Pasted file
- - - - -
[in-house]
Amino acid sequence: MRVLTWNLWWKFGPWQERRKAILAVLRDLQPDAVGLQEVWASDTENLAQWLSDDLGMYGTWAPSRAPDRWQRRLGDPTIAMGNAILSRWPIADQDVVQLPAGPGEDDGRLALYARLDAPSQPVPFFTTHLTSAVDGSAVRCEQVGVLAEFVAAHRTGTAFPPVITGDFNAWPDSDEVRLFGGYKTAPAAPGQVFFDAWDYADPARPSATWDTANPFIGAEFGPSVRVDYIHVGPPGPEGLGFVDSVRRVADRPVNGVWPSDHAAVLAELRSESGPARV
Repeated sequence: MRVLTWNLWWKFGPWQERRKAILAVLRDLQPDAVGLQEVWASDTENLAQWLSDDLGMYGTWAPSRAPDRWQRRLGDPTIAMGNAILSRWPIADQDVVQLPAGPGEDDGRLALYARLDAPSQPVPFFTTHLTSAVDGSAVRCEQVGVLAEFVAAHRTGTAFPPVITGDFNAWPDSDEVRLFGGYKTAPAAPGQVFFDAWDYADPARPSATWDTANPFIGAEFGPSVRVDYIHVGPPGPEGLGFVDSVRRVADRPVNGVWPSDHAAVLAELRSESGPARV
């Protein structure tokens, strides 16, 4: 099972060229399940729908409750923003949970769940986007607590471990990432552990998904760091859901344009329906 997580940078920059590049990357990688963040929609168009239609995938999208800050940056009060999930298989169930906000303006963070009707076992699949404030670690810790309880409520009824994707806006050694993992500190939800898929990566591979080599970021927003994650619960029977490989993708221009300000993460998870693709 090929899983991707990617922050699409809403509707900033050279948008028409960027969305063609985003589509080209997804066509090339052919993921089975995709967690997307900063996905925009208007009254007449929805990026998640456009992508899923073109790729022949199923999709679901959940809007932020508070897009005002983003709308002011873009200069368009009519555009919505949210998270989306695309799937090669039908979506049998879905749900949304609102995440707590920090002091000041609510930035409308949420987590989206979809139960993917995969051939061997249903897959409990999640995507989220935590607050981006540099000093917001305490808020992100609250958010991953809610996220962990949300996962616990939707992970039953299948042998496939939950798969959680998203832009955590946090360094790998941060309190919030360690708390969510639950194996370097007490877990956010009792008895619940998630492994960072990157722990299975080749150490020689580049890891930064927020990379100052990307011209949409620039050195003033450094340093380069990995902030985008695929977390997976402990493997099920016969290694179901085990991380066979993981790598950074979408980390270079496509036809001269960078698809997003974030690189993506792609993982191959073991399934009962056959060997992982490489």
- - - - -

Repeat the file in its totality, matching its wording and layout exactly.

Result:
[in-house]
Amino acid sequence: MRVLTWNLWWKFGPWQERRKAILAVLRDLQPDAVGLQEVWASDTENLAQWLSDDLGMYGTWAPSRAPDRWQRRLGDPTIAMGNAILSRWPIADQDVVQLPAGPGEDDGRLALYARLDAPSQPVPFFTTHLTSAVDGSAVRCEQVGVLAEFVAAHRTGTAFPPVITGDFNAWPDSDEVRLFGGYKTAPAAPGQVFFDAWDYADPARPSATWDTANPFIGAEFGPSVRVDYIHVGPPGPEGLGFVDSVRRVADRPVNGVWPSDHAAVLAELRSESGPARV
Repeated sequence: MRVLTWNLWWKFGPWQERRKAILAVLRDLQPDAVGLQEVWASDTENLAQWLSDDLGMYGTWAPSRAPDRWQRRLGDPTIAMGNAILSRWPIADQDVVQLPAGPGEDDGRLALYARLDAPSQPVPFFTTHLTSAVDGSAVRCEQVGVLAEFVAAHRTGTAFPPVITGDFNAWPDSDEVRLFGGYKTAPAAPGQVFFDAWDYADPARPSATWDTANPFIGAEFGPSVRVDYIHVGPPGPEGLGFVDSVRRVADRPVNGVWPSDHAAVLAELRSESGPARV
């Protein structure tokens, strides 16, 4: 099972060229399940729908409750923003949970769940986007607590471990990432552990998904760091859901344009329906 997580940078920059590049990357990688963040929609168009239609995938999208800050940056009060999930298989169930906000303006963070009707076992699949404030670690810790309880409520009824994707806006050694993992500190939800898929990566591979080599970021927003994650619960029977490989993708221009300000993460998870693709 090929899983991707990617922050699409809403509707900033050279948008028409960027969305063609985003589509080209997804066509090339052919993921089975995709967690997307900063996905925009208007009254007449929805990026998640456009992508899923073109790729022949199923999709679901959940809007932020508070897009005002983003709308002011873009200069368009009519555009919505949210998270989306695309799937090669039908979506049998879905749900949304609102995440707590920090002091000041609510930035409308949420987590989206979809139960993917995969051939061997249903897959409990999640995507989220935590607050981006540099000093917001305490808020992100609250958010991953809610996220962990949300996962616990939707992970039953299948042998496939939950798969959680998203832009955590946090360094790998941060309190919030360690708390969510639950194996370097007490877990956010009792008895619940998630492994960072990157722990299975080749150490020689580049890891930064927020990379100052990307011209949409620039050195003033450094340093380069990995902030985008695929977390997976402990493997099920016969290694179901085990991380066979993981790598950074979408980390270079496509036809001269960078698809997003974030690189993506792609993982191959073991399934009962056959060997992982490489």